Vincent, Shaggy, Scooby and Daphne are now all cornered by Asmodeus, until Velma, Fred and Flim Flam save the day with the Vaccu-Spook from the original series. Oddly, they only suck Asmodeus's cape off, even though the Vaccu-Spook was supposedly at its highest power (you'd think Asmodeus would have sucked in too). They reveal that Asmodeus is in fact not a real ghost, but Vincent's old friend Mortifer. Mortifer dressed up as Asmodeus so he could steal the chest back from Vincent to sell it. It's left a bit confusing as to why he wanted to sell the chest, knowing how dangerous it is, which bothered me. But what really bothered me was the ending. At the end, Mortifer escapes and revs his car engine once more to start an avalanche and trap the gang. During this sequence, the (possibly) real Asmodeus appears in the human-like form of a ghost, and disappears into the mist. Right after this, the policemen capture Mortifer and escort him to jail (or to the "ghoul-ags" as Vincent says, which I didn't find any of Vincent's spooky puns very funny).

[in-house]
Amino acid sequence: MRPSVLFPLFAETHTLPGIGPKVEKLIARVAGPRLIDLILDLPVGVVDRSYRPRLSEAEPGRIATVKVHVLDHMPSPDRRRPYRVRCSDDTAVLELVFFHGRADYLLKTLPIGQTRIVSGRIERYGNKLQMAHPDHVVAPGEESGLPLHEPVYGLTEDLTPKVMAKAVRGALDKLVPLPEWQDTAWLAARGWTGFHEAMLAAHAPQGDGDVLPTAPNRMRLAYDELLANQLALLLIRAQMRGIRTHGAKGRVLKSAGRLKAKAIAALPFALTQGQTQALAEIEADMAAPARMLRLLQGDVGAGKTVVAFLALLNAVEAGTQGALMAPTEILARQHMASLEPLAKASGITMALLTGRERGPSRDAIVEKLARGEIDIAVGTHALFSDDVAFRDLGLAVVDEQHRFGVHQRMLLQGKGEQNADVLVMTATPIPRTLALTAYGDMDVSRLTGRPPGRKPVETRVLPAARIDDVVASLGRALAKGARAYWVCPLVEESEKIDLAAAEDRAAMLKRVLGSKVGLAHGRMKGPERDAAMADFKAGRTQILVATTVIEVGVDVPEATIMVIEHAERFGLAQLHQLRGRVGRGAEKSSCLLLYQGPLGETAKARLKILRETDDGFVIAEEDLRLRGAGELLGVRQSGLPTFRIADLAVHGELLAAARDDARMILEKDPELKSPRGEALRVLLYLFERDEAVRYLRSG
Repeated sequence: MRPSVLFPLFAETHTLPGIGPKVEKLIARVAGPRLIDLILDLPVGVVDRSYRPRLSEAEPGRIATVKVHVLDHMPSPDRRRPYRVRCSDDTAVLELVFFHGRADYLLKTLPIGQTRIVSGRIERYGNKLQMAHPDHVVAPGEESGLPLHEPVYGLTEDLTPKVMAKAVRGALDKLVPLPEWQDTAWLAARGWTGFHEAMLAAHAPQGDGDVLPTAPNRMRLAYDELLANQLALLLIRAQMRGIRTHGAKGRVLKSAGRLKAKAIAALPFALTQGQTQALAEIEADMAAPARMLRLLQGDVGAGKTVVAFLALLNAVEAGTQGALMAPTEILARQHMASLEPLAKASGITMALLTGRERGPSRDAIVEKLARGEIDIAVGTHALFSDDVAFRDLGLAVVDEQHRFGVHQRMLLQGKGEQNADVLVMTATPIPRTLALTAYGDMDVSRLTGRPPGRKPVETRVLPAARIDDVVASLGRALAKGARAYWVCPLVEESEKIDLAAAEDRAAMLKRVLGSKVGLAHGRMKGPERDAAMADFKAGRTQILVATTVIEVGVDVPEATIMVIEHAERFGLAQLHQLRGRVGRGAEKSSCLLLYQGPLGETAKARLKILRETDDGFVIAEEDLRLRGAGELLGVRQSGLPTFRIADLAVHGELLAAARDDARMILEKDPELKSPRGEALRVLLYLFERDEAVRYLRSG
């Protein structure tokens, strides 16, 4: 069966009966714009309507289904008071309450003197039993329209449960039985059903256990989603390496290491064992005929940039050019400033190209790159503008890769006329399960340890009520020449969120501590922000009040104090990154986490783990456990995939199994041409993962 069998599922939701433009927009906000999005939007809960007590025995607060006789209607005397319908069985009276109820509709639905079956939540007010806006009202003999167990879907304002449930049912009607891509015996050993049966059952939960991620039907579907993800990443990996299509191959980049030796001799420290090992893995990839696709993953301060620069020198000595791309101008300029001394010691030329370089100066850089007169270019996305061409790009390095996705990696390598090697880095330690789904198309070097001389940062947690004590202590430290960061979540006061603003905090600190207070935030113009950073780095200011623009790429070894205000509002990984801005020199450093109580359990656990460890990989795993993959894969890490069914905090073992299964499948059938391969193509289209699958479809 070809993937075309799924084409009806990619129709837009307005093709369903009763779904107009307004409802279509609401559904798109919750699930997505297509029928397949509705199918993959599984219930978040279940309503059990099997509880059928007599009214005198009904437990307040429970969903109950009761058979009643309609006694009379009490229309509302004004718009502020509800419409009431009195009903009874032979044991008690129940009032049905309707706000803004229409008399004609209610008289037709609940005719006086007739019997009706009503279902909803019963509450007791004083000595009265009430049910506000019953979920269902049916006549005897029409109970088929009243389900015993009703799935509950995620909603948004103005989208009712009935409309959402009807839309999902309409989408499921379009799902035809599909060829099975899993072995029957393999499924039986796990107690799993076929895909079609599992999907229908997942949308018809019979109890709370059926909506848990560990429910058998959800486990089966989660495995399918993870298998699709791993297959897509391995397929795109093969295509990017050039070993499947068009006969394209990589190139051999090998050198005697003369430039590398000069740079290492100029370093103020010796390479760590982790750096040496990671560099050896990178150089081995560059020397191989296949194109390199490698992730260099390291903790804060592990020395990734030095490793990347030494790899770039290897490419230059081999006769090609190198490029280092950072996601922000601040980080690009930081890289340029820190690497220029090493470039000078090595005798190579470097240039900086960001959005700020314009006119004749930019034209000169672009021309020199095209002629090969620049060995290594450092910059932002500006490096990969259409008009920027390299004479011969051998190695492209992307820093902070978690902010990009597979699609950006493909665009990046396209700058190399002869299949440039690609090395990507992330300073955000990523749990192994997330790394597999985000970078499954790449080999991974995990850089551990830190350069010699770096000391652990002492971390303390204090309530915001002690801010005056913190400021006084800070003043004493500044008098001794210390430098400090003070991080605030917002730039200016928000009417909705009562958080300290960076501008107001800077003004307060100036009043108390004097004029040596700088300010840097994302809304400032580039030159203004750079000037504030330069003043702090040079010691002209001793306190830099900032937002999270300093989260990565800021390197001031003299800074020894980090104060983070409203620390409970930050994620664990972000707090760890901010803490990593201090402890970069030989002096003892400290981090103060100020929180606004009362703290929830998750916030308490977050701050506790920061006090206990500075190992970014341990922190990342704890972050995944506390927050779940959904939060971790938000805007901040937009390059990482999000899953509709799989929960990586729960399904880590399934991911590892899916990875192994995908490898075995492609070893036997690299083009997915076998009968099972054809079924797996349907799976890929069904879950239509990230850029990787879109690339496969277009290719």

Asmodeus is revealed to be Vincent's ancestor, Asamod Van Ghoul, who became evil and was imprisoned in the chest with the other 12 ghosts. Velma reads from the Grand Tome of the Chest of Demons that "revenge" is loosely translated as "redemption." Asmodeus just needed his good name cleared so he could be at peace. Though he was originally evil and placed in the chest as one of the 13 ghosts, he had "plenty of time in the chest to think about his misdeeds." Later, Velma comments to Flim Flam that she just made it up to comfort Vincent. It's left unclear how much of the story she made up, or if the ghost we saw was actually Asmodeus being redeemed. This was incredibly frustrating for me! It literally wrapped up nothing, except for the slight chance that there was some truth in what Velma had said. The real Asmodeus could still potentially be out on the loose somewhere, but we don't know for sure and may never know. At the very end, Flim Flam gives Shaggy some "Lotsa Luck Joy Juice" (from the first episode of 13 Ghosts) and the gang flies off in the Flying Mystery Machine (which WB messed up on too, in the original series it was the Mystery Flying Machine).